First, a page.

This week marks 100 years of suffrage in the UK, in 1918 women got the right to vote and there began the relentless journey that we are still travelling along towards gender equality.
Over the last half century there have been monumental strides made in the developed world to breach the gender gap in the workplace, with the pay gap narrowing, females being offered higher power roles and fathers being able to take longer paternity leave to give them the freedom to take a more “hands on” approach in raising their children; it seems we are indeed closing the gap. However there still remains one area that seems to be utterly imbalanced, the house work.
A survey performed by the Office Of National Statistics in 2016 confirmed that women did 60% MORE of the “unpaid” work than males, in other words for every hour of dishwashing, childrearing or hoovering men do, females do six. SIX! No wonder the modern woman seems utterly exhausted, because perhaps it isn't the glass ceilings that are preventing us from sitting at the board table, perhaps it is the sticky floors and messy carpets instead.
I can concur with that completely, I have lived alone with my son for the majority of his life and therefore have always been both the main breadwinner and the only one to do the housework and childcare; however, since I began living with my partner last year and despite us both contributing equally financially I continue to do the majority of the housework.
I am the only one to change the beds, do the dusting, anti-bac the fridge, clean the oven, hoover the stairs, sort the bills, file the paperwork, take the recycling out … need I go on? Now, it may seem like I am about to go on a rant about justice and how unfair home life is; but stay with me, I promise if you read to the end it all ends happily ever after (…well as long as he does the dishes!)
I have tried everything to “share the load” a little at home. I tried asking him to “help me out”, which I then realised just re-enforced that it was “my role” to manage the house and him lifting a finger would be deemed as a monumental task which was ground for momentous applause. I tried writing lists for him specifically, which he enjoyed, however I felt created a parent – child association which wasn’t beneficial for our relationship, so I wrote lists for “us” and popped them on the fridge, but it was soon apparent only I looked or acted on them.
I have tried begging, hinting and probably raised my voice a couple of times to request that he “just please make the bed after you’re up in the morning” or “wipe the sink after shaving!”.
I have also tried passive aggression, sighing heavily so he can hear as I get the hoover out again!
Oh and I tried reverse psychology, where I have not done the food shopping for a couple of weeks assuming that he would then do it, but nope the fridge stayed totally empty.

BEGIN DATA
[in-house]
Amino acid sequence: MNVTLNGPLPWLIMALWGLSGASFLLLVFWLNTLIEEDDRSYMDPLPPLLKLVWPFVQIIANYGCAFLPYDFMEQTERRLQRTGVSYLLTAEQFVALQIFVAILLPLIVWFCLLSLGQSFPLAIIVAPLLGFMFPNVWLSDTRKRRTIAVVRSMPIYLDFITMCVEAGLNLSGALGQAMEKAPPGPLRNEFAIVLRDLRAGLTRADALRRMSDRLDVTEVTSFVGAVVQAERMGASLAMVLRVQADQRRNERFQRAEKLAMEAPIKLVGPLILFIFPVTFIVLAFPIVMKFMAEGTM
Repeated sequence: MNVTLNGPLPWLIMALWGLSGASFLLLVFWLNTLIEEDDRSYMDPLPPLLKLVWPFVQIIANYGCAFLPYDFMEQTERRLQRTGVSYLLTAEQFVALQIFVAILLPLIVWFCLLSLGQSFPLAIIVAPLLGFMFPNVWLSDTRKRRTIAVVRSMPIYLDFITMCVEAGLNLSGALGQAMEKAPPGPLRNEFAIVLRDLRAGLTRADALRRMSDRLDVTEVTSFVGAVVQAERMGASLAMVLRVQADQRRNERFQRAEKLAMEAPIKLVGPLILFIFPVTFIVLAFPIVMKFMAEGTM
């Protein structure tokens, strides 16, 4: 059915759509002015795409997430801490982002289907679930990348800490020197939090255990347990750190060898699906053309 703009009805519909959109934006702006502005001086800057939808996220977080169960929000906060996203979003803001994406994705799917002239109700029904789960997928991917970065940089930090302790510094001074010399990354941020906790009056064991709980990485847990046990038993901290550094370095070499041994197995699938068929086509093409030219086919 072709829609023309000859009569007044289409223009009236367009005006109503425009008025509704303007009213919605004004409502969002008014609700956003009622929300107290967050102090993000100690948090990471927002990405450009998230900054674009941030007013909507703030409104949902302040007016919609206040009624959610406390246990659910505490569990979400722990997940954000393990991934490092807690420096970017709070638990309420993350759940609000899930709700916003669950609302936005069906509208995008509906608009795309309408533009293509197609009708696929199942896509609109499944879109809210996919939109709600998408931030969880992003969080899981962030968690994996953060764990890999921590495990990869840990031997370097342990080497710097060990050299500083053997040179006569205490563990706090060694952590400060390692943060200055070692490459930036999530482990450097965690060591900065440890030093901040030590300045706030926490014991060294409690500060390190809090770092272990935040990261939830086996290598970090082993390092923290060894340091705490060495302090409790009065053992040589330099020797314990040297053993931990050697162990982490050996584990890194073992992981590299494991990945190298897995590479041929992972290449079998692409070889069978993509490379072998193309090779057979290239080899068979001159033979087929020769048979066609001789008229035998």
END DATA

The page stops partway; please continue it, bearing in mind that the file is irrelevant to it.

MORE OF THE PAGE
I couldn’t force him to share the workload at home. I couldn’t even guilt trip him into doing it.
I started to resent the fact that in his free time, he would spend hours in the gym, see his mates and sleep in; where as in my free time I would be doing the laundry, dusting the sideboards and doing the accounts.
And then I realised maybe the issue wasn’t him, maybe the issue was me.
He genuinely doesn’t care if he leaves the pots and pans “soaking” for three days. Or if not all the bags go into the basket so the floor is tidy. Nor does he care that the blankets are folded neatly on the sofa or that toothbrushes went back into the pot every morning. It just doesn’t matter to him.
My son doesn’t care either.
It was me, as with many women I have been raised to attach my self worth with the tidiness of my home; and before my partner moved in I had always been able to control this which meant myself worth was safe and stable.
If the house is messy and he invites someone around for dinner; I can feel the shame spread throughout my body and order a keep tidy up. Then the over thinking kicks in …
“What will they think of me?
That I am unable to manage my household?
That my messy home represents how messy my mind/heart/life is?
Will they even want to be my friend anymore if they see this mess?”
I know, totally insane hey, but I also know I am not alone in these thoughts. It’s a female thing. We obsess over things that are really not that important in the grand scheme of things, because we attach a value of worth to them.
I have realised that the gender inequality in our home life is my choice, because I enjoy things clean and tidy; whereas my partner doesn’t get the same enjoyment from a clean house and actually quite enjoys his gym bags and shoes over the floor as they are easier to access.
I believe that the only way to create gender equality in the household is not for men to “step up” or “share the load”, it is for us as women to step down from perfectionism. To leave the dinner plates to wash in the morning, to leave the hoovering until tomorrow.
If we as women want to stop having to do 60% more of the housework then our partners, then we just have to stop doing it.
If we want the sticky floors to stop preventing us from sitting in the boardroom, then we have to simply be happy to live with sticky floors.